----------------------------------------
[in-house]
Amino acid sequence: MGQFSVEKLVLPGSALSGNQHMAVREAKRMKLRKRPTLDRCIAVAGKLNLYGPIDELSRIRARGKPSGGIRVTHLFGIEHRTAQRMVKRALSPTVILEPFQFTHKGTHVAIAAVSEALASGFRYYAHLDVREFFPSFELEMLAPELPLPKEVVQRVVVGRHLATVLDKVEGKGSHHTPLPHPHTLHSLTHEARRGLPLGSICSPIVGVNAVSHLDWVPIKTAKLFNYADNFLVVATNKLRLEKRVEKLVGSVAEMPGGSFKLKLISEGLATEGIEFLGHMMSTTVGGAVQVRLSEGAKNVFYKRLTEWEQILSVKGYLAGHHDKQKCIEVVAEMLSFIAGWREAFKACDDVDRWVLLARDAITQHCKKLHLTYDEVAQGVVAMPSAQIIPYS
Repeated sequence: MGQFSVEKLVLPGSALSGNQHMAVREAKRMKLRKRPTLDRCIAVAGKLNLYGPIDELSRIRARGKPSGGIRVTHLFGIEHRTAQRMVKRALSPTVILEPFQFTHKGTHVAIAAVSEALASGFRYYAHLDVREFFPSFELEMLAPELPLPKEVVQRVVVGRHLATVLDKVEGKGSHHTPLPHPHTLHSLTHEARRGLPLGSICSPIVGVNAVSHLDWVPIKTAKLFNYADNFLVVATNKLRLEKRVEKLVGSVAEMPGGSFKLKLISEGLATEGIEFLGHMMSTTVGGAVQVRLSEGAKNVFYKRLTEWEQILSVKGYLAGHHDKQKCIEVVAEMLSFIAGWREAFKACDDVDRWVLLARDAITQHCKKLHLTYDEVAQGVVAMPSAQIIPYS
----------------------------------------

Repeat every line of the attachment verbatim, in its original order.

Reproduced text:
[in-house]
Amino acid sequence: MGQFSVEKLVLPGSALSGNQHMAVREAKRMKLRKRPTLDRCIAVAGKLNLYGPIDELSRIRARGKPSGGIRVTHLFGIEHRTAQRMVKRALSPTVILEPFQFTHKGTHVAIAAVSEALASGFRYYAHLDVREFFPSFELEMLAPELPLPKEVVQRVVVGRHLATVLDKVEGKGSHHTPLPHPHTLHSLTHEARRGLPLGSICSPIVGVNAVSHLDWVPIKTAKLFNYADNFLVVATNKLRLEKRVEKLVGSVAEMPGGSFKLKLISEGLATEGIEFLGHMMSTTVGGAVQVRLSEGAKNVFYKRLTEWEQILSVKGYLAGHHDKQKCIEVVAEMLSFIAGWREAFKACDDVDRWVLLARDAITQHCKKLHLTYDEVAQGVVAMPSAQIIPYS
Repeated sequence: MGQFSVEKLVLPGSALSGNQHMAVREAKRMKLRKRPTLDRCIAVAGKLNLYGPIDELSRIRARGKPSGGIRVTHLFGIEHRTAQRMVKRALSPTVILEPFQFTHKGTHVAIAAVSEALASGFRYYAHLDVREFFPSFELEMLAPELPLPKEVVQRVVVGRHLATVLDKVEGKGSHHTPLPHPHTLHSLTHEARRGLPLGSICSPIVGVNAVSHLDWVPIKTAKLFNYADNFLVVATNKLRLEKRVEKLVGSVAEMPGGSFKLKLISEGLATEGIEFLGHMMSTTVGGAVQVRLSEGAKNVFYKRLTEWEQILSVKGYLAGHHDKQKCIEVVAEMLSFIAGWREAFKACDDVDRWVLLARDAITQHCKKLHLTYDEVAQGVVAMPSAQIIPYS